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A mass killing, as defined by a genocide scholar Ervin Staub, is "killing members of a group without the intention to eliminate the whole group or killing large numbers of people without a precise definition of group membership".This term is used by a number of genocide scholars because the term "genocide" (its strict definition) does not cover mass killing events when no specific ethnic or religious group is targeted, and when perpetrators are not intended to eliminate of the whole group or its significant part. This article primarily discusses different models used by genocide scholars to explain and predict the onset of mass killing events.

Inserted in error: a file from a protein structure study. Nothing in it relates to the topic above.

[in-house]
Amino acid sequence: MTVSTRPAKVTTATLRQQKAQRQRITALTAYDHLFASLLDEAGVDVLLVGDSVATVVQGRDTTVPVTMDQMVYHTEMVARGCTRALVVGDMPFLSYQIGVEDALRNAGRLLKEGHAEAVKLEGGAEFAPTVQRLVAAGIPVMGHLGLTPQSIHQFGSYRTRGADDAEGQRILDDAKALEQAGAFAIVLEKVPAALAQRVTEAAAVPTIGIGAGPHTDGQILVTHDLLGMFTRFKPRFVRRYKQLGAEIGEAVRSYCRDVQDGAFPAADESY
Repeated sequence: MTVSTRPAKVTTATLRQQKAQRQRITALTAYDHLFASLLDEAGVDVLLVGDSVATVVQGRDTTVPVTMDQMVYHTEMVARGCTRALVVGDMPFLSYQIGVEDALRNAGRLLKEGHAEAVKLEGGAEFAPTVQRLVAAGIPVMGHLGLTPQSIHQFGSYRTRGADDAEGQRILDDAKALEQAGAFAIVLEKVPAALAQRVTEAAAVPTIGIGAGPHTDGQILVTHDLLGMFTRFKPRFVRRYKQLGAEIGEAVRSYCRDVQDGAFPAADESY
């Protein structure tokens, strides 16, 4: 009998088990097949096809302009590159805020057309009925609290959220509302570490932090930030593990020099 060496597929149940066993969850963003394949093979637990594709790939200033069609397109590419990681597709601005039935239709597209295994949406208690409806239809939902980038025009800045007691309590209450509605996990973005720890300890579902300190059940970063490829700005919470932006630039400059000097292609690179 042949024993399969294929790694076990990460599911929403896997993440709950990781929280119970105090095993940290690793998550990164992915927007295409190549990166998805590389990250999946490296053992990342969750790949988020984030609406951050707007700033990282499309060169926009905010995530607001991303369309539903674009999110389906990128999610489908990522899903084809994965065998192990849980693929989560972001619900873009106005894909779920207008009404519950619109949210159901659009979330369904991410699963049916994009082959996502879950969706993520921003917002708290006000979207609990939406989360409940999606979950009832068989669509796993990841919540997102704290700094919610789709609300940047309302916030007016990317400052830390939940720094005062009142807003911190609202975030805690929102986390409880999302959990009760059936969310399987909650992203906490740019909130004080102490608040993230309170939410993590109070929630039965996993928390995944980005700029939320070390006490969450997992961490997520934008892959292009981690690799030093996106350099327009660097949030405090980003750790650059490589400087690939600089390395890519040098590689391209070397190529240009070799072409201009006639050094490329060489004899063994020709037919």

Ervin Staub is a professor of psychology, emeritus, at the University of Massachusetts Amherst. He is the founding director of the doctoral program on the psychology of peace and violence. He is most known for his works on helping behavior and altruism, and on the psychology of mass violence and genocide. He was born in Hungary and received his Ph.D. from Stanford. He later taught at Harvard University. He worked in many settings, both conducting research and applying his research and theory. He worked in schools to raise caring and non-violent children, and to promote active bystandership by students in response to bullying, in the Netherlands to improve Dutch-Muslim relations, in Rwanda, Burundi and the Congo to promote healing and reconciliation. He has served as an expert witness, for example, at the Abu Ghraib trials, lectured widely on topics related to his work in academic, public, and government settings in the U.S. and other countries, and is the recipient of numerous honors.